Globalisation is often considered a modern phenomenon of the late 20th century.
In fact, the current wave of globalisation, which started in earnest in 1950, is a continuation of world growth that occurred from 1850 to 1914 (Hirst and Thompson 2009).
The influence of Adam Smith
Others consider the true start of our modern market-based global economy to be Adam Smith and his groundbreaking ideas presented in The Wealth of Nations, first published in 1776. It was Smith’s idea that countries should concentrate on trading goods that they had in abundance (for example, natural resources) and import goods that they could not easily make.
Britain at the time was using its abundance of coal to start the first industrial revolution, which was one of the drivers for the United Kingdom’s growing international trade empire Before that, in the 13th century, it was wool - and then using the abundance of forests in the 17th century to create a navy to protect traders. Smith’s book is the first rationale for a market-based economy, which most of the world’s nations now attempt to emulate.
Smith’s ideas prompted a move from a mercantile system of self-sufficiency and local protectionism to one of selling surpluses and trading with neighbours who have the goods you want. This, in turn, encourages a specialisation of labour, which helped encourage the efficient allocation of resources to manufacturing.
This increased the quantity of goods being made and lowered the unit cost of each item, enabling even more people to buy desirable goods that were normally only available to the rich. Adam Smith is often referred to as the ‘father of free trade’, which is the basis of the development of countries from mainly agricultural economies to industrialised and technological ones.
Globalisation today in a rules-based system
A current definition of globalisation needs to encompass the rules-based system that has developed following the end of the second world war, mainly encouraged by the USA.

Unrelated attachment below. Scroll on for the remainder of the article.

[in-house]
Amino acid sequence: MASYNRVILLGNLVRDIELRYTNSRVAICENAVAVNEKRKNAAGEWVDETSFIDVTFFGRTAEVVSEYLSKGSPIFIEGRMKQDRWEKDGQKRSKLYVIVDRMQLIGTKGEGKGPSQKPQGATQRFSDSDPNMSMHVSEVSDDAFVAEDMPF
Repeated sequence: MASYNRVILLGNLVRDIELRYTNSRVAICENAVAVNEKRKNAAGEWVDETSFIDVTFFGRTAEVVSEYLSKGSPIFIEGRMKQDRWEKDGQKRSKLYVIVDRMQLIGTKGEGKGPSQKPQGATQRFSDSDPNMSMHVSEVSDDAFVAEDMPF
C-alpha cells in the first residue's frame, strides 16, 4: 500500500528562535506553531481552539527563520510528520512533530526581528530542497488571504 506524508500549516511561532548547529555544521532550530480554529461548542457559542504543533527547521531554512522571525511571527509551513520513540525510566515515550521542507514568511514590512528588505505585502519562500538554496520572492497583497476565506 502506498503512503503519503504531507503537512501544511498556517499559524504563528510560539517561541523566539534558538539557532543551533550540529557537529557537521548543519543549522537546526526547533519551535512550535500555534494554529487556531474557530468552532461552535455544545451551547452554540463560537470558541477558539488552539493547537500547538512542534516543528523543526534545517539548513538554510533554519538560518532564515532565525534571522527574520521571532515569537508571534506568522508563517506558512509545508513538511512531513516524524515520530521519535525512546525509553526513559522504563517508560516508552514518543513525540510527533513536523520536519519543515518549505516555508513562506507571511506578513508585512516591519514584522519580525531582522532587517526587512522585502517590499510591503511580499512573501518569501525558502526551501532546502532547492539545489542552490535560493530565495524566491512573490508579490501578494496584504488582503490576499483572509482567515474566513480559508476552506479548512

Several global governance bodies were created, including the United Nations (UN), the World Trade Organization (WTO) and the International Monetary Fund (IMF) to ensure that all countries were treated fairly, trade terms and disputes could be settled and a country could remain solvent in times of financial crisis. There are numerous other agencies within the UN and many non-government organisations (NGO) that monitor specialist areas of global interest, such as health issues and the environment, and try to influence governments.
Without these global government agencies, many countries might resort to mercantile and protectionist policies on trade and economic activity, as happened between the two world wars in the 20th century and before the 1850s as the first industrial revolution took hold. It could be argued that the current success of globalisation is creating a similar backlash.
Search for academic and journal articles on definitions for globalisation and answer the following questions in the comments area:
- Is globalisation redistributing wealth for countries?
- Is it worth the effort for developing countries to take part in globalisation?
Hirst, P and Thompson, G (2009) Globalization in Question: The International Economy and the Possibilities of Governance. Cambridge: Polity Press
Smith, A. (1789) The Wealth of Nations. 5th edn
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